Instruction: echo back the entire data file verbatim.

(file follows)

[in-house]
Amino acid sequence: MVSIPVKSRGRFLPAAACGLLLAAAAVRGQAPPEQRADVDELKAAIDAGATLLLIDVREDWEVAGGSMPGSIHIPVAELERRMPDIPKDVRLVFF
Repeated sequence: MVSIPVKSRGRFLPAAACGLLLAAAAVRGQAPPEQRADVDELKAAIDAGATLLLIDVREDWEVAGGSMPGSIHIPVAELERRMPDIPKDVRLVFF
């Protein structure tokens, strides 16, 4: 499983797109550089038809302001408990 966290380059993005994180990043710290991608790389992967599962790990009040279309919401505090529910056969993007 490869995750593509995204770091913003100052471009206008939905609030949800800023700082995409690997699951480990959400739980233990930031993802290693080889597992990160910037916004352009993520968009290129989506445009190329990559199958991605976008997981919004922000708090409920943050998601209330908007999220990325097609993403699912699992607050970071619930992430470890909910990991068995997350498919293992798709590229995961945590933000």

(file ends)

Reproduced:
[in-house]
Amino acid sequence: MVSIPVKSRGRFLPAAACGLLLAAAAVRGQAPPEQRADVDELKAAIDAGATLLLIDVREDWEVAGGSMPGSIHIPVAELERRMPDIPKDVRLVFF
Repeated sequence: MVSIPVKSRGRFLPAAACGLLLAAAAVRGQAPPEQRADVDELKAAIDAGATLLLIDVREDWEVAGGSMPGSIHIPVAELERRMPDIPKDVRLVFF
């Protein structure tokens, strides 16, 4: 499983797109550089038809302001408990 966290380059993005994180990043710290991608790389992967599962790990009040279309919401505090529910056969993007 490869995750593509995204770091913003100052471009206008939905609030949800800023700082995409690997699951480990959400739980233990930031993802290693080889597992990160910037916004352009993520968009290129989506445009190329990559199958991605976008997981919004922000708090409920943050998601209330908007999220990325097609993403699912699992607050970071619930992430470890909910990991068995997350498919293992798709590229995961945590933000």